David Rickels: The fights that interest me would be the same that I want to watch. Two guys that are gonna throw down, that's the kind of fight I like and that I look forward to getting into and Saad Awad is just that guy. He's not gonna be backing up. Neither one of us is going to be backing up. We're definitely going to be clashing and throwing hands.
Brian Hemminger (MMAmania.com): How does it work when you're constantly in training camp for four months straight? Do you give yourself a couple days off here and there, take a break, or do you just stay in heavy training mode the entire time?
David Rickels: Basically, I take three days to do whatever the hell I want right after my fights. It usually consists of waking up, drinking a beer, eating breakfast, drinking some more beer and I do that for three days and I do that to unwind, I believe highly that going mentally confident and strong into your fights is so important. I think a little bit of unwind time is absolutely necessary for a fighter to get back on track and recharge his batteries.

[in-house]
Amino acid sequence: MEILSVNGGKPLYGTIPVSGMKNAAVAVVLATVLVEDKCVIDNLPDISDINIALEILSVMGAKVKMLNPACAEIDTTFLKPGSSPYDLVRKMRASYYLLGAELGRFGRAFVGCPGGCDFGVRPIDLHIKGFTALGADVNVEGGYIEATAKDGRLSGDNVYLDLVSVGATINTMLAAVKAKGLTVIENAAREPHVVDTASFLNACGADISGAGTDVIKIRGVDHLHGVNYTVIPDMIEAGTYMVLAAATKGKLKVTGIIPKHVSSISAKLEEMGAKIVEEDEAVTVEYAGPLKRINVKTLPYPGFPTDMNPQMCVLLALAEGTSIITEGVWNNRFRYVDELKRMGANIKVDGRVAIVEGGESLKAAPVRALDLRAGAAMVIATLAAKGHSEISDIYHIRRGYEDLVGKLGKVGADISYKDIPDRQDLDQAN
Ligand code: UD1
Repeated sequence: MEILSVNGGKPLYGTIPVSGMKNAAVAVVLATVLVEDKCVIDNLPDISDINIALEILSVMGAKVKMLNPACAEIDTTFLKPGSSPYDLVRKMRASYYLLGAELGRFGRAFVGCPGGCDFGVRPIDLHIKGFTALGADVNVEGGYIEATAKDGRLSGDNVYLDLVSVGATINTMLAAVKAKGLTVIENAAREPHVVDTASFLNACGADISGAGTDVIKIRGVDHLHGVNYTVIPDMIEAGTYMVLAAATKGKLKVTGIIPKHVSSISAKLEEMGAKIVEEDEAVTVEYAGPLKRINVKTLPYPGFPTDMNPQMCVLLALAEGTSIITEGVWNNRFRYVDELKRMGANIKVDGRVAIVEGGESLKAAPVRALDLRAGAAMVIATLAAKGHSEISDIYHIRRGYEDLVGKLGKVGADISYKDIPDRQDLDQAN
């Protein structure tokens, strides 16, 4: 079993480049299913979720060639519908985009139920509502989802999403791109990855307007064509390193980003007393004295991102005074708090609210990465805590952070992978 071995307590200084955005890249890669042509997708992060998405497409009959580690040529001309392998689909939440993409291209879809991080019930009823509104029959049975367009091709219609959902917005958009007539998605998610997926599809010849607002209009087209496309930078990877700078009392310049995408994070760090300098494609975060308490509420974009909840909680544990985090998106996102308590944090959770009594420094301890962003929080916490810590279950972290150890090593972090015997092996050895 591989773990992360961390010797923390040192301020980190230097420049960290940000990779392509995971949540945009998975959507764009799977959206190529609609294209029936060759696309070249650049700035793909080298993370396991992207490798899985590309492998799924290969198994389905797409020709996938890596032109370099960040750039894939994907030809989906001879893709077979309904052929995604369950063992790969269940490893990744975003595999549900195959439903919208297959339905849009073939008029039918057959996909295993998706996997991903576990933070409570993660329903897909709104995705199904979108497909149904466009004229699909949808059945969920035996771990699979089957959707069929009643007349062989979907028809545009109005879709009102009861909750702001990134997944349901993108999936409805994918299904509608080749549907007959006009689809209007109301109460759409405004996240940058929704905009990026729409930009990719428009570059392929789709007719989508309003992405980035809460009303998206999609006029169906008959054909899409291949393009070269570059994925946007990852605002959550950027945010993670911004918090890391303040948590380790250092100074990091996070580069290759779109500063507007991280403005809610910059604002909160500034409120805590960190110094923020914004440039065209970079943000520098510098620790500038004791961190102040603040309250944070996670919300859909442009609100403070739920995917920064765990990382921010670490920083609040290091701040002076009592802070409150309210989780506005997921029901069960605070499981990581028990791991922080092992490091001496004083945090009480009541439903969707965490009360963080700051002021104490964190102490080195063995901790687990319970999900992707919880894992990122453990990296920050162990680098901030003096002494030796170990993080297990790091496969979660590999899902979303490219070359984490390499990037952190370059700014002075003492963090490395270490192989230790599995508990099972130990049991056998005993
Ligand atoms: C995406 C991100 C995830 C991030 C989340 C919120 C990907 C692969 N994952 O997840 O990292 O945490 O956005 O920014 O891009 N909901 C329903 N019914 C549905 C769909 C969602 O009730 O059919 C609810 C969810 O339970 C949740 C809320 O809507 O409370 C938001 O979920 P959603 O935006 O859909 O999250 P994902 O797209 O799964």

Brian Hemminger (MMAmania.com): What about crab rangoons? I remember that being one of your favorite foods. Do you sneak in opportunities to scarf some of them down in your "unwind time?"
David Rickels: It's become a legendary feat how many crab rangoons I can stuff into my face before the three days are up. There's definitely a lot of that going down man, cream cheese goodness fried, you can't go wrong there. (laughs)
Brian Hemminger (MMAmania.com): Saad Awad has been this Cinderella story. He wasn't supposed to even be in the tournament and he steps in on short notice as an injury replacement and knocks both of his first two opponents out in less than a minute. What are your thoughts on the run he's had through this tournament thus far?